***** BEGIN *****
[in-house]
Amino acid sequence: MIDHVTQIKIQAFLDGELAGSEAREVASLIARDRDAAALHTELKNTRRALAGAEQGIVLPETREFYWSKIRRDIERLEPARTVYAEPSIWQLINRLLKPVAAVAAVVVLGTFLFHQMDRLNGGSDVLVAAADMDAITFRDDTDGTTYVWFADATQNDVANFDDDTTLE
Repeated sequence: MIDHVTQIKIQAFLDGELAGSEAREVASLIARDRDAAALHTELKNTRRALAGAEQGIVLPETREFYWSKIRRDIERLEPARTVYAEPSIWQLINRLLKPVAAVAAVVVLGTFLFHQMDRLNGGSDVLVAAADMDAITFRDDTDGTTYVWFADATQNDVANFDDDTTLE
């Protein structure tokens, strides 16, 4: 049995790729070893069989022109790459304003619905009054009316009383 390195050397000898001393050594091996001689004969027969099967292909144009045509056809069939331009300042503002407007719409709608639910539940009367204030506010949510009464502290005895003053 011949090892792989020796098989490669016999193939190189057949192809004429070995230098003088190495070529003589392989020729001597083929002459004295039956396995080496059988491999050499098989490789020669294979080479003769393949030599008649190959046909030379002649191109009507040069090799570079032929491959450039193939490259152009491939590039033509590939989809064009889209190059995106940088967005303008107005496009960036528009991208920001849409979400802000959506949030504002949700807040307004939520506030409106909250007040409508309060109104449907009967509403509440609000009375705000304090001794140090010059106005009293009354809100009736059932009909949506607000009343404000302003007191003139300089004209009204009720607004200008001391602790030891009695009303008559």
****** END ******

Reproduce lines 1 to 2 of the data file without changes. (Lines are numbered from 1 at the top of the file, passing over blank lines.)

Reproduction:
[in-house]
Amino acid sequence: MIDHVTQIKIQAFLDGELAGSEAREVASLIARDRDAAALHTELKNTRRALAGAEQGIVLPETREFYWSKIRRDIERLEPARTVYAEPSIWQLINRLLKPVAAVAAVVVLGTFLFHQMDRLNGGSDVLVAAADMDAITFRDDTDGTTYVWFADATQNDVANFDDDTTLE